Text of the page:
For this evening’s dinner, Jackie produced steak and onion pie, new potatoes, crispy breaded mushrooms, crunchy carrots, and fresh spring greens. We had drunk respectively Hoegaarden and Banks’s Amber bitter on the patio beforehand. I had some of mine left over to drink with the meal. Jackie hadn’t. But then, her bottles are smaller than mine.

 

 

 

 

 

The Head Gardener’s Hod Carrier

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Brick PathJackie working on Dragon BedJackie continues weeding, clipping, planting, and replenishing soil. This involves a certain amount of popping out to a garden centre. Today, for example, she departed for some lime and returned with, in addition, a garden tray, a parasol, and the obligatory few plants. Here she was working away on the Dragon Bed near the house end of the Brick Path a couple of days ago.

Wisteria arbour

Here is a current view of the Wisteria Arbour where, accompanying the eponymous plant, can be seen a red rose and Carnaby and Star of India clematises; with bronze fennel, cerinthes and Sweet Williams in the foreground bed.

Garden view across Kitchen BedAlliumFrom the corner of the patio the view across the Kitchen Bed contains the white clematis Marie Boisselot reflected by libertia; alliums, pansies, and diascias bringing notes of purple and pink; and russet triangle points made up of the recently pruned maple, the distant copper beech, and the now fully blooming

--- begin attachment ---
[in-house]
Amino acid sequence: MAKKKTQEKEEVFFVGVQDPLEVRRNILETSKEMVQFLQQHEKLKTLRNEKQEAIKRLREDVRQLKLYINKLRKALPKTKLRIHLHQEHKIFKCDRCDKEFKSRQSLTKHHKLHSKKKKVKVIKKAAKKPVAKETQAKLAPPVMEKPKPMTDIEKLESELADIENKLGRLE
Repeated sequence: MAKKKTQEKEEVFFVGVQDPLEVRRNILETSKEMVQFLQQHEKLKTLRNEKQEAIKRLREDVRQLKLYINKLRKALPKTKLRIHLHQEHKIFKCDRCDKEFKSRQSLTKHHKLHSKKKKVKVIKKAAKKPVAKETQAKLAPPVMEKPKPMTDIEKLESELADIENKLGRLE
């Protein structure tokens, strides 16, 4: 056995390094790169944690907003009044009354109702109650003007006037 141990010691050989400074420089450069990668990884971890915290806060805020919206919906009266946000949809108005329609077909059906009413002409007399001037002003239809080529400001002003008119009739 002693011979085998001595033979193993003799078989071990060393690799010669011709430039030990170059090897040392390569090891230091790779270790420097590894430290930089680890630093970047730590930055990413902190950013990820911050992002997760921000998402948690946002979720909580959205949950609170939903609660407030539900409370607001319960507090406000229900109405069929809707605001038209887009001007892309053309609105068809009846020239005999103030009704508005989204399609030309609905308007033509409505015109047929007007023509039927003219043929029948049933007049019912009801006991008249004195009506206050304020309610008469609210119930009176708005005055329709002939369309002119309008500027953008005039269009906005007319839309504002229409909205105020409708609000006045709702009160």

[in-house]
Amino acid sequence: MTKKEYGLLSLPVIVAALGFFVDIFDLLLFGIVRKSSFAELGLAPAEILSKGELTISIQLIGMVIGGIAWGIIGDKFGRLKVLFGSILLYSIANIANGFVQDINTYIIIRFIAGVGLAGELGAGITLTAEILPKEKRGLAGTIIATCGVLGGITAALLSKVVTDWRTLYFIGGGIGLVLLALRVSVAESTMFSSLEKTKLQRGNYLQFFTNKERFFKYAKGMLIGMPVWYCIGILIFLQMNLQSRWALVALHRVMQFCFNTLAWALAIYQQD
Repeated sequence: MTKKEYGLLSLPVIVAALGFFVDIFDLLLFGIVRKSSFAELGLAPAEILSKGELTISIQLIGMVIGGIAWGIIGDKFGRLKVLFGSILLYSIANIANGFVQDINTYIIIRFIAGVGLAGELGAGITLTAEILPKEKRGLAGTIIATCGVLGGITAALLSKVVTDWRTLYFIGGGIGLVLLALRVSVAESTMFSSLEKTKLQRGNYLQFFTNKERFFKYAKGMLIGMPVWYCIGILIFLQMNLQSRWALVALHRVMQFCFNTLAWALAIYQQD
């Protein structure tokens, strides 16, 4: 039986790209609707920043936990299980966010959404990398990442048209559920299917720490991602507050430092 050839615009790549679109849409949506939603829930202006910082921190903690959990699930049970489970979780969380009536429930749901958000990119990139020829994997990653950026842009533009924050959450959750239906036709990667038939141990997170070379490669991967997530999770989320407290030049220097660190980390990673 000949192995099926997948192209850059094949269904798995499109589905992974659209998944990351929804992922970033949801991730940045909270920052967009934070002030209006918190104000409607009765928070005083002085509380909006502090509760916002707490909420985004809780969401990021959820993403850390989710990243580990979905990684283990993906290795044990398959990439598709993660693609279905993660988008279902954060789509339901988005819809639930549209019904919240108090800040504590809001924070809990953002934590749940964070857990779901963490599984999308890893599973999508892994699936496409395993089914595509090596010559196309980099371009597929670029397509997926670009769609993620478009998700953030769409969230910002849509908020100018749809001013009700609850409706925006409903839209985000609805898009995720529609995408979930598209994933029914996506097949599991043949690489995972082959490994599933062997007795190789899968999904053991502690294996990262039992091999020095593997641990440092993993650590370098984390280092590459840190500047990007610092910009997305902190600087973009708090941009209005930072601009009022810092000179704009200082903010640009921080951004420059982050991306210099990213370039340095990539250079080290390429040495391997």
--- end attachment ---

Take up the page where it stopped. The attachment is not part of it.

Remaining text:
Chilean Lantern Tree

Chilean Lantern tree.

Rose Peach Abundance 1

Rose Peach Abundance soars over the Oval Bed,

Rose Altissimo

as does Altissimo beside the potting shed.

Rose Mum in a Million

Mum in a million,

Rose Crown Princess Margarete

Crown Princess Margarete,

Rose Schoolgirl

and Schoolgirl are all flourishing in the Rose Garden

Rose Festive Jewel

where Festive Jewel

Rose Garden 1

leads the eye through For Your Eyes Only to Gloriana, with Love Knot to the left;

Hoverfly on rose Summer Wine

and a small hoverfly investigates Summer Wine peeping from its rack on the entrance arch.

Heucheras

The Head Gardener is wondering whether the splendid, flouncing, heucheras are now putting the roses in the shade.

Cuttings for compost 2Cuttings for compost 1My primary function has been to explore all paths and corners of the garden seeking out heaps of weeds and clippings and either chopping them up to fill the orange bags, or dumping them on the fast developing compost piles.

These contributions can crop up anywhere, especially, it seems, when I think I have finished.

Wheelbarrow loaded with weeds

This was just the first wheelbarrow load today.

Weeds for compost 1

Pushing it happily along the Brick Path, I discovered the next two loads. It is fun being the Head Gardener’s Hod Carrier.

Fortunately, Jackie had produced enough of her marvellous lamb jalfrezi meal yesterday for it to be reprised this evening. As usual, this offered some enhancement. The Culinary Queen drank Hoegaarden, leaving the Kingfisher to me.